Preparing For Your Future Now

Many first time home buyers fall into the trap of buying something now with the intention to sell in a few years and get a larger home. What many home owners don’t realize is one of the largest expenses of owning a home comes on the day you sell it! Selling your home could cost you 5% of the value plus an addition $2000-$3000 (this includes Realtor, title, legal, and transfer costs).

The best advice we give first time home buyers is: PLAN AHEAD. We know it’s hard to predict the future, but we can help you walk through scenarios to understand the benefits of looking a little further down the road.

Let’s look at an example. Bob and Amy are recently married and have plans for a family down the road. Based on where they are today, they are thinking a 2 bedroom/1 bath condo or townhome would be good for now. They can sell in a few years and get a larger home when they need it.

Here’s a typical cost comparison of a condo vs a single family home.
2 Bed/1 Bath Condo 3 Bed/2 Bath Single Family
Purchase Price $135,000 Purchase Price $185,000
Payment (PI+MIP) $779 Payment (PI+MIP) $1090
Association Dues $150 Association Dues $0
Real Estate Taxes $333 ($4000/yr) Real Estate Taxes $458 ($5,500/yr)
Insurance $25 Insurance $75 ($900/yr)
Total/month $1287 Total/month $1,623

Looking at the scenario with a focus on today, you might think the 2Bed/1 Bath Condo is the best choice. But let’s fast forward 3 years, when it’s time to sell and get a bigger home. To keep it simple, we’ll assume there are no changes in the market.

By not purchasing the larger home, Bob and Amy have “saved” $336/month over 3 years for a total of $12, 096. But, to sell their 2 Bed/1 Bath home, it will cost about $9,750 (Realtor commission, insurance, transfer and legal fees). The cost to sell brings their total savings to $2,346 – less than $800/yr and basically $65/month.

In this example, factoring the cost to sell the first home, the larger home would actually have a new cost equivalent to an additional $65/month. Considering Bob and Amy’s tax situation, the extra monthly expense could very easily be the amount they could write off for the additional tax interest monthly MIP.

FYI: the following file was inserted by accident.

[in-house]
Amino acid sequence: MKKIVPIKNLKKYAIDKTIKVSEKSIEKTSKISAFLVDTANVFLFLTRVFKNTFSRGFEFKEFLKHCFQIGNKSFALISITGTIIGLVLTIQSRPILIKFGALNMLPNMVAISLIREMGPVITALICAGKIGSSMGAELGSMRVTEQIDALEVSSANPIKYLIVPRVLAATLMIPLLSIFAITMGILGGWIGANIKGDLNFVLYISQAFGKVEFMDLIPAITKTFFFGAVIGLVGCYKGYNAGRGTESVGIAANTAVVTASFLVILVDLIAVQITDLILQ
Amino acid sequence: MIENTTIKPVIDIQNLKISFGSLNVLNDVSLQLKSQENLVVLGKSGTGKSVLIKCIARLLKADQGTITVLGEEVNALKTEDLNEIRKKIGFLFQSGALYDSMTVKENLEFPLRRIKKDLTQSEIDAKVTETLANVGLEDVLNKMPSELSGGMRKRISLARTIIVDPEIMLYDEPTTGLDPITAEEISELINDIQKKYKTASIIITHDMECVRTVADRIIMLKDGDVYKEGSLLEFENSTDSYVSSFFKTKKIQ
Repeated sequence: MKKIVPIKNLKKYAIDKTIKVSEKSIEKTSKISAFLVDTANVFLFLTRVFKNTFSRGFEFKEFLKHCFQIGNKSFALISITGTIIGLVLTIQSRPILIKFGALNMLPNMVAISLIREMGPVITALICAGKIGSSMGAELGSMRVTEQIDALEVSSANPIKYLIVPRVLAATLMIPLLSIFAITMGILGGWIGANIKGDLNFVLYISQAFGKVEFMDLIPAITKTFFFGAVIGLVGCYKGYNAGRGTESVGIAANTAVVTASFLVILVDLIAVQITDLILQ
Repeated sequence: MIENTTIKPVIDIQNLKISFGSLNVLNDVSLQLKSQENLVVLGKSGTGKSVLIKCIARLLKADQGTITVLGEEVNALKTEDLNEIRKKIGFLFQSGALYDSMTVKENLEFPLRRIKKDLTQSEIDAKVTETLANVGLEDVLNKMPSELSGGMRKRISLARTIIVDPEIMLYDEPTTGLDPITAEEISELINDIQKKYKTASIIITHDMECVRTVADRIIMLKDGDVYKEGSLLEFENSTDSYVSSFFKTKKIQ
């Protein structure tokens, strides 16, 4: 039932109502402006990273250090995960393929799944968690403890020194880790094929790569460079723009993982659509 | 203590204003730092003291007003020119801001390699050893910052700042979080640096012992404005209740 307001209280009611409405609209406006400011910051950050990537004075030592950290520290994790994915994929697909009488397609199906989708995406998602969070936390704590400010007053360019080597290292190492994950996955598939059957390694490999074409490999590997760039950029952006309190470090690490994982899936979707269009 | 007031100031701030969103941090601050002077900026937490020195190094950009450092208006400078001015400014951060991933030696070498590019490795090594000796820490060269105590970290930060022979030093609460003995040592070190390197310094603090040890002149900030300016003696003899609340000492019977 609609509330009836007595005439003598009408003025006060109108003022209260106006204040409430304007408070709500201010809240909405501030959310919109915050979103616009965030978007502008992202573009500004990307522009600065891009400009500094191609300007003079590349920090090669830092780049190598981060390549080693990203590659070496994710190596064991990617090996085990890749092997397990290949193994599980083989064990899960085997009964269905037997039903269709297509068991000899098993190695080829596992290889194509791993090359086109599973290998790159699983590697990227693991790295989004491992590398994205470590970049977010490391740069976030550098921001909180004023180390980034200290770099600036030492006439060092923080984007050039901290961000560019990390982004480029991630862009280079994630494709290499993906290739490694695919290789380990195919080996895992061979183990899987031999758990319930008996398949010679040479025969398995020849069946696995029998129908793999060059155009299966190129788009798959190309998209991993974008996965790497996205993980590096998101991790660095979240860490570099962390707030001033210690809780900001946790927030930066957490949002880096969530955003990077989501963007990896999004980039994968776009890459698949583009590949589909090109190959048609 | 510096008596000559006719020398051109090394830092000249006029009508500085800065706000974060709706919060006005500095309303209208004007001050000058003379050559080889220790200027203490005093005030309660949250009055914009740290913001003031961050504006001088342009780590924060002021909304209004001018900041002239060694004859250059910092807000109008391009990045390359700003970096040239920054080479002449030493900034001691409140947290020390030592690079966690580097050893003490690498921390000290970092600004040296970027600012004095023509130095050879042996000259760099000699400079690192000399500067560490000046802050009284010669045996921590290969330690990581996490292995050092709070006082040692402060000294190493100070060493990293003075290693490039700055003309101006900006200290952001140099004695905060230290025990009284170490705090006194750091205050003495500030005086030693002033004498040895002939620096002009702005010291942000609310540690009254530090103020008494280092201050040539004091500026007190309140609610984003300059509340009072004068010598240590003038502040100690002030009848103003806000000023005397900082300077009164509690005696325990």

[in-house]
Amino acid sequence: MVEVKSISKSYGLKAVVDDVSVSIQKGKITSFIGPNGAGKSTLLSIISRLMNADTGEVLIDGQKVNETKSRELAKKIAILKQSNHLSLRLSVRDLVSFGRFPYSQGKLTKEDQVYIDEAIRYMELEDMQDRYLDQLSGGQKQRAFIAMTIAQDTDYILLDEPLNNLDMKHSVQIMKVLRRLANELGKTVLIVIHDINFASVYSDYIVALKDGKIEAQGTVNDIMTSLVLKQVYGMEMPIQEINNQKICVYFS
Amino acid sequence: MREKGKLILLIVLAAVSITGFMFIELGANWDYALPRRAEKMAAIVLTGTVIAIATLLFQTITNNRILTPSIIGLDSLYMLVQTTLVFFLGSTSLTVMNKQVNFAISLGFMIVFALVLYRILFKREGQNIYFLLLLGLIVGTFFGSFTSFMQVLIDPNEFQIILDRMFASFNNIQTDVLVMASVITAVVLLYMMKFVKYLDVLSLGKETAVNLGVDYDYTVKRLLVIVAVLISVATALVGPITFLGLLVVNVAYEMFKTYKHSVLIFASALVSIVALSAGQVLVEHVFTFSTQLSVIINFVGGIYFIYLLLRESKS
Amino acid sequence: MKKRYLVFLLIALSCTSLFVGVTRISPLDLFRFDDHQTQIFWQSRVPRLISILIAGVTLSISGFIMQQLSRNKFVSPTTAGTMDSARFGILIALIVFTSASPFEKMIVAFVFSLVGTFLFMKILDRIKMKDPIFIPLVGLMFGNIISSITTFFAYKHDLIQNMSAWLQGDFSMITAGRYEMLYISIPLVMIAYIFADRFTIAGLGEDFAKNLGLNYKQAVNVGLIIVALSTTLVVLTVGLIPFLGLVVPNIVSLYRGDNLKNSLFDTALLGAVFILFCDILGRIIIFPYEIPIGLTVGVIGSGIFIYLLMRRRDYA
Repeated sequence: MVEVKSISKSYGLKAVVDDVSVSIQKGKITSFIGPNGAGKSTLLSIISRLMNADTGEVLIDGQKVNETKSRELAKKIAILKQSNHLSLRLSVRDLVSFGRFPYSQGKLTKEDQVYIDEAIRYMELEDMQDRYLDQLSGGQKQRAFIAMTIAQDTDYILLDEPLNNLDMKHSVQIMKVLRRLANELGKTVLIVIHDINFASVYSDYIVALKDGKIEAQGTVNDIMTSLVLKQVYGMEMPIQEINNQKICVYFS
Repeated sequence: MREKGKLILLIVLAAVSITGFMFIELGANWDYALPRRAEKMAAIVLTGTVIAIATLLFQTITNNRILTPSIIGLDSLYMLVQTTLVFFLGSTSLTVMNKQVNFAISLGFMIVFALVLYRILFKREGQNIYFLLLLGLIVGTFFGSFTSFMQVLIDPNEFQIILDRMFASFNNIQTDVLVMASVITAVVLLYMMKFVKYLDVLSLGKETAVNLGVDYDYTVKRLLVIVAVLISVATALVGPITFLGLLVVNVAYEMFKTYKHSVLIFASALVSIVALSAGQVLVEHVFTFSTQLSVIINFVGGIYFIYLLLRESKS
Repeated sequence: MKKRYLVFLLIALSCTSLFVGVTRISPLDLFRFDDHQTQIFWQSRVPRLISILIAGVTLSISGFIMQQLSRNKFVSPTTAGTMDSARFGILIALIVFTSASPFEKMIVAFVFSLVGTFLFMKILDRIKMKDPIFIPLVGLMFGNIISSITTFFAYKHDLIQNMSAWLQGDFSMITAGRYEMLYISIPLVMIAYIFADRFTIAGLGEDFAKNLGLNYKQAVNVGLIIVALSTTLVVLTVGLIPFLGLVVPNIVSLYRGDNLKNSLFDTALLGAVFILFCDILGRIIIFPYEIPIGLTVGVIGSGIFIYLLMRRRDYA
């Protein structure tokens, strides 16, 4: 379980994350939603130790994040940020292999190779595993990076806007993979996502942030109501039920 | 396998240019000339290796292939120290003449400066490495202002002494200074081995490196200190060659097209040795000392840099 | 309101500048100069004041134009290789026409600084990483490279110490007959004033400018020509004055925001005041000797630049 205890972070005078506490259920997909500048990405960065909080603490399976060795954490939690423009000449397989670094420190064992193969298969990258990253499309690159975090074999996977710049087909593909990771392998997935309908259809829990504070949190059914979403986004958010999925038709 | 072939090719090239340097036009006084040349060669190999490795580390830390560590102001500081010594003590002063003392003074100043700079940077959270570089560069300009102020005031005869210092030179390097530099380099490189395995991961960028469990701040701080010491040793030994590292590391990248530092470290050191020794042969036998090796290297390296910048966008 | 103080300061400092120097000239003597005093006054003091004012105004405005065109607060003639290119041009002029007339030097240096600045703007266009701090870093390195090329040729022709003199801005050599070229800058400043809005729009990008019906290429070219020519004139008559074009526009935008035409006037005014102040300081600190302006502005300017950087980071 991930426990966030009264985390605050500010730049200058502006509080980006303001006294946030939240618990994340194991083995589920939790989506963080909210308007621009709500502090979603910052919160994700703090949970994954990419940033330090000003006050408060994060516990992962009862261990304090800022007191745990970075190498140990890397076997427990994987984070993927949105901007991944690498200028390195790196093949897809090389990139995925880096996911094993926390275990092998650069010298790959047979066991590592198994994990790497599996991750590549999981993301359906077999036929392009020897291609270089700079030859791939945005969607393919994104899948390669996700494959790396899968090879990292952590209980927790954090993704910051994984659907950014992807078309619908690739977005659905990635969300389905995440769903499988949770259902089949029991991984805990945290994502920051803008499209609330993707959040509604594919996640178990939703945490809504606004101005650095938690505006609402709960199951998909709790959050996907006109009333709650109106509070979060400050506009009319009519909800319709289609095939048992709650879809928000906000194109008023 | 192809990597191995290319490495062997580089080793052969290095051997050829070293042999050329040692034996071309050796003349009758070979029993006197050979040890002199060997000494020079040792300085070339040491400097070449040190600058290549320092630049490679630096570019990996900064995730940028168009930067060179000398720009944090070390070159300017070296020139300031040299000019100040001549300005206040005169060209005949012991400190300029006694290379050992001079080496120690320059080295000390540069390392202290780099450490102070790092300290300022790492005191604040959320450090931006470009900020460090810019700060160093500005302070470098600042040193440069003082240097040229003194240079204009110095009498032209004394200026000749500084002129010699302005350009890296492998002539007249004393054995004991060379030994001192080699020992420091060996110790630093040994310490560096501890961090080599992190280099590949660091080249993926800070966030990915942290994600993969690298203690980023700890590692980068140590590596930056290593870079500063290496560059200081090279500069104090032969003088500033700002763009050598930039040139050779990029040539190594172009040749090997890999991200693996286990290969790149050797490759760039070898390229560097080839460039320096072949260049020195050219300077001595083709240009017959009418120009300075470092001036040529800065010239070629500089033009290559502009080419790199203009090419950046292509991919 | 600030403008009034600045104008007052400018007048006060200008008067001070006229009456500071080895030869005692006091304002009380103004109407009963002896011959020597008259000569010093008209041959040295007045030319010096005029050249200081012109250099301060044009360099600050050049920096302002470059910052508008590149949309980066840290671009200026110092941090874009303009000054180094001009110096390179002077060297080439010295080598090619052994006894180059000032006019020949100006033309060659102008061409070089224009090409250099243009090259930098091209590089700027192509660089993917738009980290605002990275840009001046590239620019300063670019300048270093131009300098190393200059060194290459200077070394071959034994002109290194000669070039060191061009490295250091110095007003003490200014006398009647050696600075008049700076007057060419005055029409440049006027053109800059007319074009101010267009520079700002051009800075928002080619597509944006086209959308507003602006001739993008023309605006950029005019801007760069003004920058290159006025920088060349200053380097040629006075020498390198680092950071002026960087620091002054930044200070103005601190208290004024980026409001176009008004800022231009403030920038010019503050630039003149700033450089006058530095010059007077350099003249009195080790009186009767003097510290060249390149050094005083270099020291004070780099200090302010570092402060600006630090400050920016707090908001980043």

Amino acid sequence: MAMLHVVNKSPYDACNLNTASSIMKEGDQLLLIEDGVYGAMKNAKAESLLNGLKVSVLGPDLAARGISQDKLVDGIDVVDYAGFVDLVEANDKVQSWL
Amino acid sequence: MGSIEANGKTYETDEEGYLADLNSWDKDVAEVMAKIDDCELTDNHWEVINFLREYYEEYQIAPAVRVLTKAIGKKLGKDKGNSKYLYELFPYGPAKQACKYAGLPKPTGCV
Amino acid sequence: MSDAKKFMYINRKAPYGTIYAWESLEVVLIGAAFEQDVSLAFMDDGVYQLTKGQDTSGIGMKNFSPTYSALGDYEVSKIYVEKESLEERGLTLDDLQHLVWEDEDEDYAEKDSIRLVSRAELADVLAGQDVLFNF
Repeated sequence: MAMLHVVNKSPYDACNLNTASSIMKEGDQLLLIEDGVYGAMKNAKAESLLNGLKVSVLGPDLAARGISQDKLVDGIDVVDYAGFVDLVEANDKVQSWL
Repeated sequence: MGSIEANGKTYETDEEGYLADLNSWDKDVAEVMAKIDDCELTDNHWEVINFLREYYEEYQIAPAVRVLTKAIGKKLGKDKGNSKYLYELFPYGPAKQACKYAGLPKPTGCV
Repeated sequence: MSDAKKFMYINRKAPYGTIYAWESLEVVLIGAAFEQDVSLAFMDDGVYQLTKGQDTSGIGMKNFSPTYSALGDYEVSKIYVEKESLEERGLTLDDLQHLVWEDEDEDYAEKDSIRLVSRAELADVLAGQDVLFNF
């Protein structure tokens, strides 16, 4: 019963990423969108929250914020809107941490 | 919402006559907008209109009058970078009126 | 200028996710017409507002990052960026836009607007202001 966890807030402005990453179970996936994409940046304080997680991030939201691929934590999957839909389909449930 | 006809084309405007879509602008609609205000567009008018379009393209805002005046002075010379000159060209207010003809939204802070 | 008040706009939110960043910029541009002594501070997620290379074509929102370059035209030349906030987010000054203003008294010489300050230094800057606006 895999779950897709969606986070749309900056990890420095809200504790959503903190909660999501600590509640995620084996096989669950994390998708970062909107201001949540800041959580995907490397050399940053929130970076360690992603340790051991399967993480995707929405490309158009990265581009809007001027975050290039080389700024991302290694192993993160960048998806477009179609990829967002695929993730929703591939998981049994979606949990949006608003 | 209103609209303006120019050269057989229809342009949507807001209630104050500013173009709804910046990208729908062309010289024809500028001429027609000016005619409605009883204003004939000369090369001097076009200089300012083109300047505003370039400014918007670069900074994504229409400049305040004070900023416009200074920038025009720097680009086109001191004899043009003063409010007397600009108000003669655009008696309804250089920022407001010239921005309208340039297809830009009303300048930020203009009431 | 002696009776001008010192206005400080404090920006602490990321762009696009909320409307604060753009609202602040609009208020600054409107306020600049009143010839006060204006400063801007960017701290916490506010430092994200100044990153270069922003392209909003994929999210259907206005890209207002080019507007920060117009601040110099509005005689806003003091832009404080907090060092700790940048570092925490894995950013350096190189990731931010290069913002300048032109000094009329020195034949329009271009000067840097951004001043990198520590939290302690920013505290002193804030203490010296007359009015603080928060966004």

Looking down the road, it would be likely they would benefit from more space and the 3 Bed/2 Bath home would have been better suited for them as their first purchase.

Each home owner’s situation is different. However, every homeowner could benefit by thinking at least one home purchase down the road and calculate their actual savings (or cost) of buying less home.

There are circumstances where buying a smaller home is more cost effective and circumstances where it is more expensive. The costs or savings are never just the amount of the payment. The future transaction costs incurred at the time of sale must be factored in when doing the cost benefit analysis and choosing which home to buy.

Factors to consider in each transaction:


  • What will it cost me to move when I sell?
  • What will my life and family be like when I am trying to show and sell my house? What is it worth to me to avoid that?
  • What will it cost me to keep up a single family detached home as opposed to paying a town home or condo association to do it for me? Is the type of work a joy or a burden to me?
  • What is certainty worth to me? What will it mean to me if prices go up when I want to buy my next home? What will it mean to me if prices go down when I need to sell? What if rates are higher when I need to move?
  • What if income tax laws change (i.e. the home interest tax deduction goes away?) Will I still be pleased with my choice?


Thinking all these things through is something even the savviest first time homebuyers are often ill-equipped to do since they have never been through this before. The staff at Two Roads Lending has been through hundreds of scenarios and is ready to listen to your unique situation.

Call us to start the conversation. We can help you find the scenario that is best suited to your needs now and into the future.

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